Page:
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Seeking relief from school crowding


It has become like a mantra, the pleading of Howard County parents and students for relief from crowding; as monotonous to listeners as it is important to the speaker.

Last night's public hearing on Superintendent John R. O'Rourke's fiscal year 2001-2002 proposed capital budget was no different.

Speaker after speaker stepped up to the podium, facing the school board and its staff, and recounted the serious crowding situations that exist, or will soon exist, in any number of county schools - asking board members to put money in the capital budget to spread the students out.

Many of last night's speakers were representatives of schools in the county's northeast and western regions. They pointed to

crowded classrooms and hallways at Pointers Run elementary school, Glenwood Middle School, and Glenelg and River Hill high schools in the west, and bulging enrollments at Elkridge, Ilchester and Hollifield Station elementary schools and Patapsco Middle School in the east.

"Pointers Run Elementary is in a crisis," said Lesli Ancona, a parent and PTA member at one of the most crowded elementary schools in the county.

"Even after the completion of our second addition, we are 200 students over capacity, with more on the way. We have [gifted and talented] teachers without classrooms, 60 art students in a room designed for 30, and 42 new computers with no room to set up a computer lab," she said.

Sue Nass, a parent at Hollifield Station Elementary School, said the school is not only over capacity this year by 232 students, but more than double the 106-student excess school officials projected.

"Even with two temporary transportables on the school grounds, we are still bursting at the seams," Nass said, noting that the school's teachers are using all available space - including storage rooms - for instruction.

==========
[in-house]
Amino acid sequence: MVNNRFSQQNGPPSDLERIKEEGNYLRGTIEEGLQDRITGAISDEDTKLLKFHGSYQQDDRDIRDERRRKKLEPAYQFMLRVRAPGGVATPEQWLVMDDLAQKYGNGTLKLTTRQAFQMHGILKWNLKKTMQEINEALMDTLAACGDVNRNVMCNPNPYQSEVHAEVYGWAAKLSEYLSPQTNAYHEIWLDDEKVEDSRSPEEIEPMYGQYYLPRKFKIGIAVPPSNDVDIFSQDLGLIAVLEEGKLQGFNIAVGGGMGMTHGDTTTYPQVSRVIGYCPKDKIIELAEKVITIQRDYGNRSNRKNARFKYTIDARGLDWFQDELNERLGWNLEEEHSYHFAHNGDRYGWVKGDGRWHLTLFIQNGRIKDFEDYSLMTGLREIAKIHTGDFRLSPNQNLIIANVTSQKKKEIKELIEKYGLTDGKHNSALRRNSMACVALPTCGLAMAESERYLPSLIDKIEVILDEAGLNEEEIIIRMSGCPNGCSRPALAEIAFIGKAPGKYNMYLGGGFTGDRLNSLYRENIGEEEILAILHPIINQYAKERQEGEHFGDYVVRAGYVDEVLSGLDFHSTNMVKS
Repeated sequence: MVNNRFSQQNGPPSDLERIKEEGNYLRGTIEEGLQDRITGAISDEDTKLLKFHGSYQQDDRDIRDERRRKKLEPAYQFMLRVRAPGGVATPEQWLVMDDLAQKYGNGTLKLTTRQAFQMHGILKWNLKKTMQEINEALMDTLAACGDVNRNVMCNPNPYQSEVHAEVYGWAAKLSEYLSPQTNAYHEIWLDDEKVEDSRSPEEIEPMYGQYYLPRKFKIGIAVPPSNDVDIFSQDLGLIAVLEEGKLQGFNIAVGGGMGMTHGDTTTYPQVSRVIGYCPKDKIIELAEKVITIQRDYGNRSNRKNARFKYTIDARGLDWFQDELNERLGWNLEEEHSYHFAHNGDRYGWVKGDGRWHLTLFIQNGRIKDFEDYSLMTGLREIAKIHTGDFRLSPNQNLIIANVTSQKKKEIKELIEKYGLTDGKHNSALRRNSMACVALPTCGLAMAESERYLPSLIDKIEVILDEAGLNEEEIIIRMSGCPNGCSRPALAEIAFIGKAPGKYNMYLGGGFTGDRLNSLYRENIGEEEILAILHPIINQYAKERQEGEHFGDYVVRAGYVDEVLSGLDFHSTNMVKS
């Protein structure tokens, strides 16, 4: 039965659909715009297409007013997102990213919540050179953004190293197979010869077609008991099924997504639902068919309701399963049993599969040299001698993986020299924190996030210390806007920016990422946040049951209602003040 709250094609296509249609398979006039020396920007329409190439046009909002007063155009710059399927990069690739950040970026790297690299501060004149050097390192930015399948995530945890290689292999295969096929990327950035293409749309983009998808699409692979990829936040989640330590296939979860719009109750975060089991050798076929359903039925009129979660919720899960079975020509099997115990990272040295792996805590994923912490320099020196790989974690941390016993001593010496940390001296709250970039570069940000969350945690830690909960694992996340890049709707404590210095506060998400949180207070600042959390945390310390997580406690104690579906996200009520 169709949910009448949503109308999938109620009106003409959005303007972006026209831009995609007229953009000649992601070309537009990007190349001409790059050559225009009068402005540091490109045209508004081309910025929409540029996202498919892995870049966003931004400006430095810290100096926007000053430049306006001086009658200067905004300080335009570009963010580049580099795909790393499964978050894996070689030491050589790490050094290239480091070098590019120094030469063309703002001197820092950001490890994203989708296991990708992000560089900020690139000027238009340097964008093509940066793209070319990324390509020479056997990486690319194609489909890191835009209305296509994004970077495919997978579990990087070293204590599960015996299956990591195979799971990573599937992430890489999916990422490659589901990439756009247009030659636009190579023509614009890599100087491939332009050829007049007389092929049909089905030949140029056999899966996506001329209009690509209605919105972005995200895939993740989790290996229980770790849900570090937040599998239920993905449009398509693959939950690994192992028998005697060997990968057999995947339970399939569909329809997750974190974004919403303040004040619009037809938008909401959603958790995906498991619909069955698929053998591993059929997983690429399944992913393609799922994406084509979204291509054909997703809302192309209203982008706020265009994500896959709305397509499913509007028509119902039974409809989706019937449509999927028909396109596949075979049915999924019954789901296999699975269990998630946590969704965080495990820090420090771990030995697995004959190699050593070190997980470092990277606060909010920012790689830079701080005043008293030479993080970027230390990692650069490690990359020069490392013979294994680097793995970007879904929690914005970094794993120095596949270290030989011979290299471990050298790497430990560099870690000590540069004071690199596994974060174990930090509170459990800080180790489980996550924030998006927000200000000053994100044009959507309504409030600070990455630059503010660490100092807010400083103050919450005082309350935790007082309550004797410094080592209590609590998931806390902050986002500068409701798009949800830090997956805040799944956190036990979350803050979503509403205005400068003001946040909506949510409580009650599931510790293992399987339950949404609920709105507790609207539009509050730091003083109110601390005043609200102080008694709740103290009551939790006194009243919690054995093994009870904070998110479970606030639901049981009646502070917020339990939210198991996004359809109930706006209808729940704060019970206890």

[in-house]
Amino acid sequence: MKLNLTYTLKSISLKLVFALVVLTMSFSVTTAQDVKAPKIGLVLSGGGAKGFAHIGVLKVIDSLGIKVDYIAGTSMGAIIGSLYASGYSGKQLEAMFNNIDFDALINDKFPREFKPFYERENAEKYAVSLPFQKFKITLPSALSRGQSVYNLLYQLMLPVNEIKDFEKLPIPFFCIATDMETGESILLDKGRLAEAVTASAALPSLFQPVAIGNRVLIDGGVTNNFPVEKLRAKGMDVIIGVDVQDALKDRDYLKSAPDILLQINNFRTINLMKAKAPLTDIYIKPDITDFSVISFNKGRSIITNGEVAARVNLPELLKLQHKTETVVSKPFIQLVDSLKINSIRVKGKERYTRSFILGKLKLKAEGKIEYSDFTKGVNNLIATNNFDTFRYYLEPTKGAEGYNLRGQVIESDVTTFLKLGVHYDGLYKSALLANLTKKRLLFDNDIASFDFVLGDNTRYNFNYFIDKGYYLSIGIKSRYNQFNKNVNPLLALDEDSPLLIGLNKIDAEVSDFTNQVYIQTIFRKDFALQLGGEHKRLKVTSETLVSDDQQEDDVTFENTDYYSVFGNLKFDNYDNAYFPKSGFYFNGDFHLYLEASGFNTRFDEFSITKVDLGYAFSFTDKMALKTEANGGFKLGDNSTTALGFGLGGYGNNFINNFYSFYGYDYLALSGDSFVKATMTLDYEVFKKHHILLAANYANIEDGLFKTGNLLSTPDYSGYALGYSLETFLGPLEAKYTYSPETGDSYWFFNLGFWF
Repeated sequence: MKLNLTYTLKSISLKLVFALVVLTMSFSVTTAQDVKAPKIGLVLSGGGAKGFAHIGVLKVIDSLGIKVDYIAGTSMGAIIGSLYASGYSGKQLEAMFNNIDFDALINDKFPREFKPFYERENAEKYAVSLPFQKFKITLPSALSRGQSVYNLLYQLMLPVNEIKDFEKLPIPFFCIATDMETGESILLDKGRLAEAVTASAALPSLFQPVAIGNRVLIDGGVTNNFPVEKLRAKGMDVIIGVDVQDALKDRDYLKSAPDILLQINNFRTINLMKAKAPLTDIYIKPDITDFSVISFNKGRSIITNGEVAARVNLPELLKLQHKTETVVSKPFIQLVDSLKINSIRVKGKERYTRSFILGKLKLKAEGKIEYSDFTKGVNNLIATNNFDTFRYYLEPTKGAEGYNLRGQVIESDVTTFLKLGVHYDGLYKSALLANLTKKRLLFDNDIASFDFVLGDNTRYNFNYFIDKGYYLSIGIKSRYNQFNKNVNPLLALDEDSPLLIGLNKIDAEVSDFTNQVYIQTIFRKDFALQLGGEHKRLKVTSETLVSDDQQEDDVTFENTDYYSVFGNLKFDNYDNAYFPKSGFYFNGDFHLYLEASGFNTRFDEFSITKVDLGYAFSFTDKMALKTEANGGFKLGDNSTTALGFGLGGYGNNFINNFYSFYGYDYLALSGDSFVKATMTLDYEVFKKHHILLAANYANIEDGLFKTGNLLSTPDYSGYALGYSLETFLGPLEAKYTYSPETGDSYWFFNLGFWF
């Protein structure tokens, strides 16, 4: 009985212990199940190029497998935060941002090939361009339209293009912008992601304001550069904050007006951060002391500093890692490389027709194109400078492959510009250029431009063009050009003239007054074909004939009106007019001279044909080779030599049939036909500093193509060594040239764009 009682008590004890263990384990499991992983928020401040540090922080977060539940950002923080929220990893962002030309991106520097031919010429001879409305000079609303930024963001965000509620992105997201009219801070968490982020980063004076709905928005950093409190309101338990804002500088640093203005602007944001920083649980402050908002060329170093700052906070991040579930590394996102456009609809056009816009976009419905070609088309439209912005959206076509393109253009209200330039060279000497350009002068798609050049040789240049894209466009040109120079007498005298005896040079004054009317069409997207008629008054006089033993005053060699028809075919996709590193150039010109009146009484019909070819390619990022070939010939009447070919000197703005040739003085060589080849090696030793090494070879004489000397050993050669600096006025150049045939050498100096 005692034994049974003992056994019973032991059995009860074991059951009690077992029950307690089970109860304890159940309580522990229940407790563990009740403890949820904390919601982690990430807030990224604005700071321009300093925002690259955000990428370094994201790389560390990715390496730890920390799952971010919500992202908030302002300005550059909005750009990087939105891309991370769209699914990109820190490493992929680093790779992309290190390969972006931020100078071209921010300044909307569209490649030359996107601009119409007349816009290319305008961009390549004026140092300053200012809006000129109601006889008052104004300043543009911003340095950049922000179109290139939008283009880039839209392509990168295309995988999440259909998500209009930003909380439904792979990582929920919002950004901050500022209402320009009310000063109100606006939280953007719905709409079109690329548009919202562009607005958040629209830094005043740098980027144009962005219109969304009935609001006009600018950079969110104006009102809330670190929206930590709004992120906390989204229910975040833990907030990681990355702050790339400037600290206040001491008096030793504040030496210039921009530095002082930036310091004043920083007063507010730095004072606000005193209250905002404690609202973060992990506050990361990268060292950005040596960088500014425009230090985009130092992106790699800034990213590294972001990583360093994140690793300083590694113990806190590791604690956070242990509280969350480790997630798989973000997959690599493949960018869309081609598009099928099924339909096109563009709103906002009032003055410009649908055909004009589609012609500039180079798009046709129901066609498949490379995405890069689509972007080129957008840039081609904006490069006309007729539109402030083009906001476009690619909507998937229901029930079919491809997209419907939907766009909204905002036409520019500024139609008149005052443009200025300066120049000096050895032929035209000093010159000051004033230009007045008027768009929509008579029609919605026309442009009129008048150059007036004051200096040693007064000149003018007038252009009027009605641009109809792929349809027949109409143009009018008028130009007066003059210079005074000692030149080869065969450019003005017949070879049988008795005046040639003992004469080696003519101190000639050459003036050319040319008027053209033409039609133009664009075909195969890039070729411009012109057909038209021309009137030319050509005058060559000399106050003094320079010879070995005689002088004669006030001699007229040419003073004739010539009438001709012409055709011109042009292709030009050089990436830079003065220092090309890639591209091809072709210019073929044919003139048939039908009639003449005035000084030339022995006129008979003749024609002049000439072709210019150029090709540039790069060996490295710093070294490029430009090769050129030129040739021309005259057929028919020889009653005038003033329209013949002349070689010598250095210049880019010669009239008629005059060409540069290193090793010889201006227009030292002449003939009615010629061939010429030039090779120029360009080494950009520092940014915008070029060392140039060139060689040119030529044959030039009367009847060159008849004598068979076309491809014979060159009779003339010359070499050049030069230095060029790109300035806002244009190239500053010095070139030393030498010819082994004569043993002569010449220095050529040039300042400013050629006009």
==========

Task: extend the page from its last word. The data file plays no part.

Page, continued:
O'Rourke has recommended in his proposed $69 million capital budget for next fiscal year that about $4 million in planning money be included for a 12th high school in the district.

Many speakers praised O'Rourke for that decision and begged the board to support it, especially when the time comes to defend the new school to the County Council and county executive, who fund most of the school district's budget.

"While applauding the proposed funding for the construction of a 12th high school, I must also express our Concern that this proposal will get tied up in political haggling over the county's spending priorities," parent Frank Aquino said. "This can not be allowed to occur."

And at the same time, parents and some school administrators - such as River Hill High School Principal Scott Pfiefer - continued to ask for help until the county's 11th high school, Reservoir, is completed in 2002, and the proposed 12th high school is underway.

Glenelg High School PTA President Terry Chaconas said the 42-year-old school is in dire need of technology upgrades, including "two fully functioning computer rooms" instead of one and updated computers connected to the Internet.

"And the building needs to be wired for cable," she said.

Two students at River Hill made a heartfelt appeal for a part-time registrar to assist the one overwhelmed registrar who serves more than 1,500 students.

Last year, the registrar sent out more than 2,500 transcripts to colleges, each containing at least 10 pages, said Jessica Lee. An additional registrar would see to it, "that our transcripts will receive the appropriate attention," Aneesha Griffin said.

Many speakers warned that fights will escalate, suspensions will rise and the quality of learning will go down as long as so many numbers of students are squeezed into so few available spaces.

River Hill High School PTA member Mark Wilensky summed up some of the audience's crowding issues when he said to the school board: "We invite you to visit and walk the halls at River Hill between classes, but do it this year. Next year, there may not be room, and it may not be safe."

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